The new version of FEMA trailers may be available in hues of rose and peach, include cozy front porches and full-size kitchen cabinets, but the cosmetic touches can’t mask a question: Are there enough to dispatch to Florida in the event of a major hurricane?
FEMA said it has ordered ”hundreds” of the new trailers, which are supposed to be available by June 1. FEMA Maj. Phil May, who oversees the region that includes Florida, said in an interview that the agency can order thousands more as needed, according to the Miami Herald.
”We have sufficient travel trailers in place to meet the need if sites are available,” May said.
But congressional leaders on a subcommittee that oversees FEMA have questioned whether the emergency agency has enough manufactured homes to dispatch to Florida or other vulnerable states during the six-month hurricane season starting June 1.
During a May 1 hearing in Miami, the co-chairwoman of the subcommittee, Rep. Eleanor Holmes Norton, D-D.C., demanded a count of trailers within 30 days.
Rep. Mario Diaz-Balart, a Republican who represents Miami and serves on the subcommittee, said he fears FEMA lacks an adequate housing supply.
”I don’t think we are where we need to be in a lot of areas, including housing,” Diaz-Balart said in an interview. ”I’m not at this stage confident that we have enough.”
As the last resort in times of disaster, FEMA must be ready, he said.
”There is a stockpile. The question is, Is it enough for a big storm in a populated place such as south Florida?”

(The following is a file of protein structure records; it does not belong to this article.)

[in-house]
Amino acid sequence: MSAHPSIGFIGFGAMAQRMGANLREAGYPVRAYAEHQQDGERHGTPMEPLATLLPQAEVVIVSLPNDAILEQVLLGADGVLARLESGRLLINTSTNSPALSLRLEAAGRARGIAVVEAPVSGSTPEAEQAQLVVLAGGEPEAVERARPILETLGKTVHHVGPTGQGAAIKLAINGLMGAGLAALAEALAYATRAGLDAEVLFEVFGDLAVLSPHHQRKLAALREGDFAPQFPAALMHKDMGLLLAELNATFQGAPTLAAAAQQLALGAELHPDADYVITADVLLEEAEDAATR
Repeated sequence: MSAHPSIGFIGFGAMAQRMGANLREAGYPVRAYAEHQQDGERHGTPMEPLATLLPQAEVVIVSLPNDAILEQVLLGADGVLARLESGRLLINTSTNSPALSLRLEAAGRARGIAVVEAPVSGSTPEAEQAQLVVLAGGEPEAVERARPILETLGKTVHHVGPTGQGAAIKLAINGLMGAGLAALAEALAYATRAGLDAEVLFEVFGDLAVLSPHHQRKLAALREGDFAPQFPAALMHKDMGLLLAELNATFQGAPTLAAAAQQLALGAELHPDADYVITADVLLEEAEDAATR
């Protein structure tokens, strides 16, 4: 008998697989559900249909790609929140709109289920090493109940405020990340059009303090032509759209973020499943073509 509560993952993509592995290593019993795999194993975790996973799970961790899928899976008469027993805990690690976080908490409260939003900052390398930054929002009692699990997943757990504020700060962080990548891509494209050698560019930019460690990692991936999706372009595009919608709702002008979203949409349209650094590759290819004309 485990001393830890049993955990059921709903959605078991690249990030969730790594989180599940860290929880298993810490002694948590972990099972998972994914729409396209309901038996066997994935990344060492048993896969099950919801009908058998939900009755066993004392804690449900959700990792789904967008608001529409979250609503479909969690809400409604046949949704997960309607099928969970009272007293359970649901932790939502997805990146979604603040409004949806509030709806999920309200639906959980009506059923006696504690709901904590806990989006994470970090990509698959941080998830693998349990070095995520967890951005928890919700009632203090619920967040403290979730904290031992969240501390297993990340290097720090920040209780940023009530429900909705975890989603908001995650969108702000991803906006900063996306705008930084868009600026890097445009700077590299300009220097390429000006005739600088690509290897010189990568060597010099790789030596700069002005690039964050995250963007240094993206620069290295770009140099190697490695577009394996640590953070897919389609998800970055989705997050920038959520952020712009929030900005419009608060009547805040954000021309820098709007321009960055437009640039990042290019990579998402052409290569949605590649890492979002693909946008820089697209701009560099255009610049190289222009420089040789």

The new manufactured homes are much snazzier than basic trailers.
At costs between $45,000 and $75,000 apiece, the homes range in size from about 300 square feet to 660 square feet.
”You are walking into something that feels like a conventional house. It’s not a cramped trailer,” said Matt Riley, secretary treasurer of Lexington Homes Inc., one of the companies that can make homes in colors such as sky blue and mint green. ”It looks like a fishing cottage.”
Specifications of many of the new models state that they can withstand winds of at least 120 mph.
FEMA officials say they also have access to thousands of trailers, including older versions that still pass air quality tests. After FEMA discovered trailers used after Hurricane Katrina tested high for formaldehyde, the agency set contracts to order new, safer homes.
Yet FEMA officials could not say exactly how many older units are still usable, beyond putting the figure at ”several thousand.”
At a news conference Tuesday, newly appointed FEMA director Craig Fugate, Florida’s former top emergency management director, said FEMA would consider placing temporary homes in residents’ yards or relocating residents should a major hurricane wipe out a huge chunk of housing stock.
”If you re-create the Great Miami Hurricane that hit Florida back in 1926, we could be talking as many as half a million houses,” Fugate said. ”We may be faced with the prospect that there is no immediate solution to bring enough housing into a geographical area in the time frame that would allow people to continue what they were doing.”
FEMA identifies travel trailers and mobile homes as post-disaster housing of last resort after other options, such as apartments, have been exhausted.
Both Broward and Miami-Dade counties have identified a handful of parks that could be used for trailers, including C.B. Smith in Pembroke Pines and Harris Field in Homestead. Other options include county-owned land or possibly vacant commercial parcels.